Franziska Seraphim is associate professor of modern Japanese history and director of Asian studies at Boston College. She is the author of War Memory and Social Politics in Japan, 1945-2005 (Harvard Asia Center, 2006). Her research focuses on public memory, historical justice, and social movements in Asia in comparative and global perspectives. Recent publications include “Carceral Geographies of Japan’s Vanishing Empire: War Criminals Prisons in Asia” in Kushner, ed. The Dismantling of the Japanese Empire in East Asia (Routledge, 2016) and “A ‘Penologic Program’ for Japanese and German War Criminals after World War II” in Cho et al., eds. Transnational Encounters and Comparisons between Germany and Japan, 1860s-2000s (Palgrave, 2015). Her current book manuscript is entitled “Geographies of Justice: Japan, Germany, and the Allied War Crimes Program.”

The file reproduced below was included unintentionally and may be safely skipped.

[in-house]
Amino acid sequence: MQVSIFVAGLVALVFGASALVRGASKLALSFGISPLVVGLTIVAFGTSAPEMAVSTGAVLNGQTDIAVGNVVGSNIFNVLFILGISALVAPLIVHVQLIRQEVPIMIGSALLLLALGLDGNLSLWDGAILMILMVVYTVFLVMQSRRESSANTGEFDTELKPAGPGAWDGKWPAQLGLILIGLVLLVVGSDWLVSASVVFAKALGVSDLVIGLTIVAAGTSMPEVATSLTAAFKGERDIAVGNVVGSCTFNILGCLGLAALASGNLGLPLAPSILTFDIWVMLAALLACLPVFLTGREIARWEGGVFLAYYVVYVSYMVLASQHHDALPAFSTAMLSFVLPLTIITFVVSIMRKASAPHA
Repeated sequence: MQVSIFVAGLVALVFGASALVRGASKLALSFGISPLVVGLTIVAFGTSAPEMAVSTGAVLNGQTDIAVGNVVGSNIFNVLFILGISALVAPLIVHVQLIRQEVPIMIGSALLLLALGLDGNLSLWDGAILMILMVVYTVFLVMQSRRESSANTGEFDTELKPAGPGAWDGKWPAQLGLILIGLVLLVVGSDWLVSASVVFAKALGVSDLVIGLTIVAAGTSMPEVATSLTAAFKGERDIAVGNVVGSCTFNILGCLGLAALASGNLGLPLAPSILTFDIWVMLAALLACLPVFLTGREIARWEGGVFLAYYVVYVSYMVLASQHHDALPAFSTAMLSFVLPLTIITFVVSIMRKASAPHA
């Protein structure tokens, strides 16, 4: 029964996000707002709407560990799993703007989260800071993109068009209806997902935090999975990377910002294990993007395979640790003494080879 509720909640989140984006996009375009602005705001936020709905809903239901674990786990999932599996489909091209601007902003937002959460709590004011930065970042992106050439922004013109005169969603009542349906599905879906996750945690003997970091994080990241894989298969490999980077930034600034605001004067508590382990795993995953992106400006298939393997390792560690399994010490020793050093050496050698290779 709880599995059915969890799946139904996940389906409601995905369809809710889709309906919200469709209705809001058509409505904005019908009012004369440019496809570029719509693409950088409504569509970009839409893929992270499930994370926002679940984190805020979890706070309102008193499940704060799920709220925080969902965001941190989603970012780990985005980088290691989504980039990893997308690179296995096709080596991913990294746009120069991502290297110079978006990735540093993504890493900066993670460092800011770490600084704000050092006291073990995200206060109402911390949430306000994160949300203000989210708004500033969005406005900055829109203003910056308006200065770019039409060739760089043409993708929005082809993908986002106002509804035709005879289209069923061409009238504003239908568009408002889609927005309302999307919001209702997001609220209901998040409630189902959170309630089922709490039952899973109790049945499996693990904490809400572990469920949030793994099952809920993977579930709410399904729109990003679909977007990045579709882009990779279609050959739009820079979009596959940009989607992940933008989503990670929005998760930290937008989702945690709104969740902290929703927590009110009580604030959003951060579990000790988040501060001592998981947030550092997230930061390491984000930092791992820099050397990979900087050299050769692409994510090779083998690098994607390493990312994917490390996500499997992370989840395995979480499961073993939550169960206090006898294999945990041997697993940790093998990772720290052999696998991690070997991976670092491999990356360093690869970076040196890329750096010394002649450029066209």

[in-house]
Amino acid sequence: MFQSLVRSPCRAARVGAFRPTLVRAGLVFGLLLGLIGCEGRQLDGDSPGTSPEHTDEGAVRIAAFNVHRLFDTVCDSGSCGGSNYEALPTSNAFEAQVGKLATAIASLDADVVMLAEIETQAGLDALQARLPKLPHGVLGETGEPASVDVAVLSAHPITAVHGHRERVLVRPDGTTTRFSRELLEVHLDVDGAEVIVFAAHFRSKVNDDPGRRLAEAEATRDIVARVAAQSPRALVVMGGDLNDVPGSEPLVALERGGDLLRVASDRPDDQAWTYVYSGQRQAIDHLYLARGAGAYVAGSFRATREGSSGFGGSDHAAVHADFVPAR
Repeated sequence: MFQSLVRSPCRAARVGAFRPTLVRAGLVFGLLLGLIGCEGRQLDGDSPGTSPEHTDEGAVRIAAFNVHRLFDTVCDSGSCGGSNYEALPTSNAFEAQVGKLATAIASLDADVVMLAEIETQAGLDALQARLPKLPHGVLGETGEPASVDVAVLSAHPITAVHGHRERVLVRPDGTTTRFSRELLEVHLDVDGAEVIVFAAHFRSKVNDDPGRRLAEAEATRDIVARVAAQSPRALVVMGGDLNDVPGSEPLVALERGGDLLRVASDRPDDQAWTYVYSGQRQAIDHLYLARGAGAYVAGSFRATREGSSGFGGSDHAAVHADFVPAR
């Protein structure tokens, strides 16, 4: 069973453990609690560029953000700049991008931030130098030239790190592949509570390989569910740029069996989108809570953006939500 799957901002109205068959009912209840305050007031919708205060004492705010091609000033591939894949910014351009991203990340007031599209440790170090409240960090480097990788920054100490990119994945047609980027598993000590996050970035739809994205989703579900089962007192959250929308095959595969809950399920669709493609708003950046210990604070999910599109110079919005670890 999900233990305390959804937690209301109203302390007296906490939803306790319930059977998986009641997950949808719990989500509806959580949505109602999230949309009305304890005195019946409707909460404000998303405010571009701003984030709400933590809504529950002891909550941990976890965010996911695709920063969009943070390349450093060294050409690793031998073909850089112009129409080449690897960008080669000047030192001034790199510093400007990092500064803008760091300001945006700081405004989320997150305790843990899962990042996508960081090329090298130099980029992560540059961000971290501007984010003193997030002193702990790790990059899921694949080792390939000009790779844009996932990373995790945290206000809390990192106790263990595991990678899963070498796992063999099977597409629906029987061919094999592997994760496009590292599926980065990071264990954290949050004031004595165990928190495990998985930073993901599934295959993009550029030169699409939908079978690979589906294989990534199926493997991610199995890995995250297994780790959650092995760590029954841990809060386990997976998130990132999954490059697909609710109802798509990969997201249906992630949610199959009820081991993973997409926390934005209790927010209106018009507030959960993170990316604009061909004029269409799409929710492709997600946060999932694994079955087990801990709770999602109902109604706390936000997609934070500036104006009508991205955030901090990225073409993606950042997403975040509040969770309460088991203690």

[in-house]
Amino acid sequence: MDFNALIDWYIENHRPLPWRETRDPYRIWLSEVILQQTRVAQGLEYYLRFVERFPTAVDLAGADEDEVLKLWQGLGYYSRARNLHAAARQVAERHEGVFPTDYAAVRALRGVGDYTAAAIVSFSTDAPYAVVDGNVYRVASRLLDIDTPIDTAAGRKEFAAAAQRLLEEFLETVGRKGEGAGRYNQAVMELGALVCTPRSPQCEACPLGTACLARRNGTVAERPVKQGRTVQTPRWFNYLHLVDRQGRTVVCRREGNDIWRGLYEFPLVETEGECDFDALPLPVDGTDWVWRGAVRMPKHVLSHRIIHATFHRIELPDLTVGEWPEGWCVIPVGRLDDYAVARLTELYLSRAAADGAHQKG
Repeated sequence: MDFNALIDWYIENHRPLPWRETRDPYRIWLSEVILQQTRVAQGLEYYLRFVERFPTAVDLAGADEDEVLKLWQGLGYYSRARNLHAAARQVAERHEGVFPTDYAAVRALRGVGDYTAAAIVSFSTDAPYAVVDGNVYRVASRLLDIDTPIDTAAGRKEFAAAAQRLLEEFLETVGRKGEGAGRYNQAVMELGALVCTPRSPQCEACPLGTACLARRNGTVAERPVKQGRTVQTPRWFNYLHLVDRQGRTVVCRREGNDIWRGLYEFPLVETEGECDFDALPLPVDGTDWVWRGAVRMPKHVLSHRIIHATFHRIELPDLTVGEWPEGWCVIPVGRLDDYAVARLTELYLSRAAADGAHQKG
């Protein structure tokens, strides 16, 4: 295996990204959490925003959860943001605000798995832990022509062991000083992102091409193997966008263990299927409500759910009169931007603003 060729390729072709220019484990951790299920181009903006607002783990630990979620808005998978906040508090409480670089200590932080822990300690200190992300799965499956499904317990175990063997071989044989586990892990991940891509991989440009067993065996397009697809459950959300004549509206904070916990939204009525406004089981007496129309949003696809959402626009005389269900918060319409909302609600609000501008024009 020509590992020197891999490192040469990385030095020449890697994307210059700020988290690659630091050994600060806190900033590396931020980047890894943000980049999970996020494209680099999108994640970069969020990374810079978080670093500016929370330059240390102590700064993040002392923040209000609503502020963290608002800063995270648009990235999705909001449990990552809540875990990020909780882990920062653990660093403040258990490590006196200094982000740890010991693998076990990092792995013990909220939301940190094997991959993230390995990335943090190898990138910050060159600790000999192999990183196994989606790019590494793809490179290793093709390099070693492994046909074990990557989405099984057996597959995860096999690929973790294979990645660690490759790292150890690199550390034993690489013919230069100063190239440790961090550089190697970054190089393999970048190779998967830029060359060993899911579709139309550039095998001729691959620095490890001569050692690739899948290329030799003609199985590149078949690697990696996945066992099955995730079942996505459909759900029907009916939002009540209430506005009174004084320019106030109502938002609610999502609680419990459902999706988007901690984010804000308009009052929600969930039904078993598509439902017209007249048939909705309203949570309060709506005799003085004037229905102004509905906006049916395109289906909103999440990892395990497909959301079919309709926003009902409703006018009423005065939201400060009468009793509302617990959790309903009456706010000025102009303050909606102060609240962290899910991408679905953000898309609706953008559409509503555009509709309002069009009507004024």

Postwar social reconstruction in Japan and West Germany in the 1950s meant nothing less than redrawing the boundaries of society after war and occupation: rehabilitating those who had been criminalized, denied aid, or otherwise disadvantaged by occupation policies, marginalizing those of ambiguous social status, such as Koreans and Chinese who chose not to repatriate and mixed-race children of occupation and military personnel, and other overt or concealed processes of social realignment . The focus of this project lies on emerging regimes of social integration and exclusion, to which U.S. policies-first of occupation and then of unequal alliance-proved crucial in the Cold-War context of the 1950s and into the 1960s. It argues in effect that important social norms about citizenship evolved not from lessons learned from the occupiers but from processes of rehabi litation, compensation, and the recasting of ethnic and racial distinction in the broader contexts of Cold-War politics and economic recovery. West German leaders proved no more willing to wrestle with the political and moral legacies of wartime crimes in the face of All ied indictment than did Japanese leaders. Indeed, the Adenauer administration was, if anything, more effective in orchestrating a broad public consensus around collective German victimization at the hands of the Allies than was the Japanese government under Yoshida, whose social reconstruction policies immediately became tools for political contention between the political right and left. And yet, West Germans ' consensus on their victimization eventually turned into self-critical examinations of Germany' s criminal past, whereas war memory in Japan remained so deeply contested and divisive on the political landscape that official acknowledgments of Japanese atrocities are rare even today. A close comparison of the two cases spotlights the politics of overcoming the social legacies of foreign occupation as a key to understanding both the respective challenges of social integration in the 1950s and their long-term consequences, which inform many current policy debates, from compensation to immigration. The research is structured around four issues of public policy through which politicians, legislators, civic organizations, and opinion leaders confronted or manipulated different legacies of foreign occupation in the 1950s and 1960s: rehabilitating war criminals, granting compensation to war victims disadvantaged under foreign occupation, negotiating the status of refugees, resident aliens, and immigrants from neighboring countries, and managing the social impact of U.S. military bases on local communities. It makes use of a wide variety of archival sources in Japan, Germany and the United States, including U.S. occupation records,diplomatic exchanges with the United States, social legislation records, parliamentary debates, newspapers, political posters, personal memoirs, and films. It is an ambitious project that require3s the use of national, municipal, and private archives and libraries in Boston, Washington D.C., Tokyo and Soaka, Munich, Kobelnz. Berlin and Bayreuth .